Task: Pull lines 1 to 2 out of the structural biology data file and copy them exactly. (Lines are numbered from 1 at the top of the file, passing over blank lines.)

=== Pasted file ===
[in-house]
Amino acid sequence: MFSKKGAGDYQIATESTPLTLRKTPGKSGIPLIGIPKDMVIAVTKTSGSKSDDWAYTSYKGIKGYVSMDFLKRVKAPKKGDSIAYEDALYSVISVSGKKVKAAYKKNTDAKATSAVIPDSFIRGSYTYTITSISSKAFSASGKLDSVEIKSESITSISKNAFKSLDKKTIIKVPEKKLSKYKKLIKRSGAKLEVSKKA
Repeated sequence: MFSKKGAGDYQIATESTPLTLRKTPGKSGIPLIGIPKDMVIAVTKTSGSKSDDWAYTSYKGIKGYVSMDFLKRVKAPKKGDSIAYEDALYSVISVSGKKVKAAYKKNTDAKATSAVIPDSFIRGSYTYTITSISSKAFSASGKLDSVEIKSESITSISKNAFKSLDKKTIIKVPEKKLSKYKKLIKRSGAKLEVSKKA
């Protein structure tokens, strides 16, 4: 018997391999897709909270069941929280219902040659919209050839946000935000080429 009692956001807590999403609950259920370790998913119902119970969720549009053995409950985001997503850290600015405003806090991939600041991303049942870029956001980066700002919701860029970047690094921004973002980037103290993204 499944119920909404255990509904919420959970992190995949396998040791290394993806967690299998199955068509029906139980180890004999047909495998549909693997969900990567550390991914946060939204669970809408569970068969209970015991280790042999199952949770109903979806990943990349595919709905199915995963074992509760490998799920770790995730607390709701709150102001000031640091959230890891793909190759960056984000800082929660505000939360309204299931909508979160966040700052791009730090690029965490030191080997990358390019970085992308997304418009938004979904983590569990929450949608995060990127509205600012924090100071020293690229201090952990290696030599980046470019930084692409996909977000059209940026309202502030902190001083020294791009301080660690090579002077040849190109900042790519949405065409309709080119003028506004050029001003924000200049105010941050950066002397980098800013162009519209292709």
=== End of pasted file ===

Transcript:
[in-house]
Amino acid sequence: MFSKKGAGDYQIATESTPLTLRKTPGKSGIPLIGIPKDMVIAVTKTSGSKSDDWAYTSYKGIKGYVSMDFLKRVKAPKKGDSIAYEDALYSVISVSGKKVKAAYKKNTDAKATSAVIPDSFIRGSYTYTITSISSKAFSASGKLDSVEIKSESITSISKNAFKSLDKKTIIKVPEKKLSKYKKLIKRSGAKLEVSKKA